Effective writing and communication skills are essential for your studies and your future.
Stay in touch with workshop opportunities on the Researcher Development Portal.
English language help
If you need specific help with your writing skills, we provide a range of opportunities:
- The English and communications skills website has a range of programs, activities and guidance to help build skills and confidence.
- Academic Skills has a quiz for students who are non-native speakers of English. Take the quiz to find out which workshop will best suit your needs.
- Visit the Academic Skills graduate research services website for a variety of workshops and online resources including advice about writing, referencing and edit.
There are many opportunities to hone your academic writing. Workshops, programs and resources include:
- Re:Cite is the Library’s guide to citing and managing references in your writing
- The Academic Skills online resources provide courses on developing graduate academic writing
- The Thesis Writers’ Community on LMS.
- Shut Up & Write: A group writing session that helps to overcome procrastination and write your thesis
iThenticate Similarity Report
In preparation for your confirmation, you must use the text matching tool iThenticate for any substantial piece of writing (eg a thesis chapter, a section of a chapter, or the written progress report). This will provide you with a solid understanding of scholarly norms and citation requirements in your discipline early in your studies. Avoiding plagiarism is crucial for academic and professional success. You will also be required to submit an iThenticate for your full thesis when you submit for examination.
iThenticate is a text-matching tool that enables researchers and graduate researchers to compare their traditional research writing drafts with an extensive database of research literature. Using iThenticate throughout the writing process can help to identify and address potential instances of problematic matching text and weak writing practices. All Graduate Researchers have iThenticate accounts created for them and will receive an activation email from email@example.com with login instructions (for those enrolled prior to February 2019, the email will have been sent during the week of 4 February 2019).
Please note that iThenticate does not judge plagiarism. It only identifies areas of writing that match text from existing literature within its database. It is then your and/or your supervisor's responsibility to inspect the matched text and identify whether it has been correctly referenced, if there are issues for further discussion, or if they can be safely ignored as 'false positives'.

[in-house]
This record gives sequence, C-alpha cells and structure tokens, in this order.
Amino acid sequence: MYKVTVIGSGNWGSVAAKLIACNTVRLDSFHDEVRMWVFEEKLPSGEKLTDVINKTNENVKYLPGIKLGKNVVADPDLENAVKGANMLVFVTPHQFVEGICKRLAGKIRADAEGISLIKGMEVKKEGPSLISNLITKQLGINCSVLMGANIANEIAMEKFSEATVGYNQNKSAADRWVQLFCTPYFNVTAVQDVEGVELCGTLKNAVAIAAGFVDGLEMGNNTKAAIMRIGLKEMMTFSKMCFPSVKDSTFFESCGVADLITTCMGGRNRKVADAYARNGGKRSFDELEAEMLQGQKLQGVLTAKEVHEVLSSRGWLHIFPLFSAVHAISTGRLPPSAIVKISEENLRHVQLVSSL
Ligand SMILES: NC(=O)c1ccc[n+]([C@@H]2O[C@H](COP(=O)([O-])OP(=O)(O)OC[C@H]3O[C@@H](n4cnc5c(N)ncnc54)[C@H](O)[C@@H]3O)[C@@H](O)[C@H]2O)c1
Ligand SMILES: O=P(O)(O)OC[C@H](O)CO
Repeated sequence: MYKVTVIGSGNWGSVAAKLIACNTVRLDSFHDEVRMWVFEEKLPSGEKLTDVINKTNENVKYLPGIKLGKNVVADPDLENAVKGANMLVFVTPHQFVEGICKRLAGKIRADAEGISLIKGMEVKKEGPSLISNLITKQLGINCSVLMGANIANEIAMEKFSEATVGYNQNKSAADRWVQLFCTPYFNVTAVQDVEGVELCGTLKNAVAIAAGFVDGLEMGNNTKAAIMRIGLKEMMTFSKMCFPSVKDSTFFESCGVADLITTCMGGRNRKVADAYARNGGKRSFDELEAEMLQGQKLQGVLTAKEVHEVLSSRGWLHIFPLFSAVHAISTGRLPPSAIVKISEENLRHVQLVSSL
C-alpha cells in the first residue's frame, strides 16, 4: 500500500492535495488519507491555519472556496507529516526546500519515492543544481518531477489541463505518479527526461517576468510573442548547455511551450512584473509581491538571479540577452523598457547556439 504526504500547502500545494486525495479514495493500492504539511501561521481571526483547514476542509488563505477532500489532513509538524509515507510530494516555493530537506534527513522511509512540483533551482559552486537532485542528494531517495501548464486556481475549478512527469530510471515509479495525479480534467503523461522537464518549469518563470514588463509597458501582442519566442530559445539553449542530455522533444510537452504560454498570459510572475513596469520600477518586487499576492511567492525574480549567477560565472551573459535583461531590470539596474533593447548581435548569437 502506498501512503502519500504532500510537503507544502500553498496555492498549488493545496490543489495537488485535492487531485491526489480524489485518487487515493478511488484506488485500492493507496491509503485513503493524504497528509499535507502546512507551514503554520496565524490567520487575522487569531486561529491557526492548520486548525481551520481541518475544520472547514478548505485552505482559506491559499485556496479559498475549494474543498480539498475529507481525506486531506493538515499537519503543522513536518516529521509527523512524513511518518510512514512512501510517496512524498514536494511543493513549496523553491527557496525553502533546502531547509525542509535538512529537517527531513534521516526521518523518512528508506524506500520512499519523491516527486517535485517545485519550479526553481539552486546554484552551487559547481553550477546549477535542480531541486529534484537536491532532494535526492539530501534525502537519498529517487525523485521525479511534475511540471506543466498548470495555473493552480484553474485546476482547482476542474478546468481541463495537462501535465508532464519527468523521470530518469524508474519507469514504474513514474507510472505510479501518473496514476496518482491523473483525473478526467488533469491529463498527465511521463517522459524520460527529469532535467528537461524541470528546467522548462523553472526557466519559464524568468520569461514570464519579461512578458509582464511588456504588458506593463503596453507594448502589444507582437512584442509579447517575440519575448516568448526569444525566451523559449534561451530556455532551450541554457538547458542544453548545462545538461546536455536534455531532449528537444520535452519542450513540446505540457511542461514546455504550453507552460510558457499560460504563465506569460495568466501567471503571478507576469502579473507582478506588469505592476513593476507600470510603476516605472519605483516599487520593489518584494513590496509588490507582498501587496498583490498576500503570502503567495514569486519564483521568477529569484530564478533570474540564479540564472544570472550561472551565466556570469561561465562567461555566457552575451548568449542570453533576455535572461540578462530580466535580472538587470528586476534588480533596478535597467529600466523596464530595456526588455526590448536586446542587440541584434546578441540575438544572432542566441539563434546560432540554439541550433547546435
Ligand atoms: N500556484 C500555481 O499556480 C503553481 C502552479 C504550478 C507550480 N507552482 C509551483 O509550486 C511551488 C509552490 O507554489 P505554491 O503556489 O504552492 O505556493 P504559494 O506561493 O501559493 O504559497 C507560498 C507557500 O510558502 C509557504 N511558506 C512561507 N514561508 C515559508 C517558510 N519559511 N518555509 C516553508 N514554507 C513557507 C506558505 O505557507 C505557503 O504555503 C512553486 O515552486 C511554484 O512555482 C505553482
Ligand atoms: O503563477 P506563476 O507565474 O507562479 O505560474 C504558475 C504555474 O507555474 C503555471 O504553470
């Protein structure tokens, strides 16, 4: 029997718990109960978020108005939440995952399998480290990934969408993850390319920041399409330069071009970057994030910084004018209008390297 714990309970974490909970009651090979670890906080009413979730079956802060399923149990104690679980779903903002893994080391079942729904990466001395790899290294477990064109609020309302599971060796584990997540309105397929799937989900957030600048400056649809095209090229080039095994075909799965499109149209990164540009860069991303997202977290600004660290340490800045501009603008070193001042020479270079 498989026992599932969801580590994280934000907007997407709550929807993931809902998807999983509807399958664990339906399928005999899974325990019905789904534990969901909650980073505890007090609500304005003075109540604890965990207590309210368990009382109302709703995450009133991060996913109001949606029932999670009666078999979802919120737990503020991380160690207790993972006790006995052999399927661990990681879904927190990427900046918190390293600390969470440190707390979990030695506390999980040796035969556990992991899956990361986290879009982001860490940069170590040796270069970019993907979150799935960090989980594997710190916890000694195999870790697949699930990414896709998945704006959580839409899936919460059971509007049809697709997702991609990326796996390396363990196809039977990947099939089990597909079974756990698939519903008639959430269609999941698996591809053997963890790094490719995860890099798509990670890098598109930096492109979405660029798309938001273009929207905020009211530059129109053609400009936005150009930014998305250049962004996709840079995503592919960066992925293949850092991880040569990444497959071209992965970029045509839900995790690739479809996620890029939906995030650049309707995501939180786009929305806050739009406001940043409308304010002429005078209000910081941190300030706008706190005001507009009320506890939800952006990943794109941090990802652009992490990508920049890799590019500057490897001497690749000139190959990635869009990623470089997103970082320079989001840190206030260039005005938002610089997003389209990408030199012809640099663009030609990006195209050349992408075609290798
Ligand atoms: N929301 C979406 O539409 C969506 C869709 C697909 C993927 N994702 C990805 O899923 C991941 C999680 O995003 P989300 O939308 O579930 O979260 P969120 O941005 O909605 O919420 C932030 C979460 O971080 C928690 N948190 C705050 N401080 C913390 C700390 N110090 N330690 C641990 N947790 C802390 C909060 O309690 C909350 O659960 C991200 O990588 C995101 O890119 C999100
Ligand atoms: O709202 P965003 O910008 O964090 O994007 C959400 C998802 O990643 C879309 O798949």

If you're having trouble, submit a request for assistance for assistance in ServiceNow via Student Services.
Communicating my research
Effective communication is essential to your studies and your career.
You will find workshops on the Researcher Development Portal.
- University powerpoint and poster templates for your presentations and conferences
- Speaking and Presenting: Resources for presenting your research, using PowerPoint to your advantage, presenting at conferences and helpful videos on presenting effectively
- Effective Storytelling for Researchers: Digital storytelling is a powerful way to communicate research and engage broad audiences. Learn key concepts for developing research narratives and understanding production principles to create engaging videos to reach your audience.
- Research Impact Library Advisory Service (RILAS): Helps you to determine the impact of your publications and other research outputs for academic promotions and grant applications
- Three Minute Thesis Competition (3MT): Research communication competition that requires you to deliver a compelling oration on your thesis topic and its significance in just three minutes or less.
- Visualise your Thesis Competition: Helping graduate researchers develop essential digital communication skills to effectively convey their complex research to a general audience. Using a pre-supplied template, entrants are tasked with developing a striking, audio-visual presentation that presents their research project via a short and engaging digital narrative.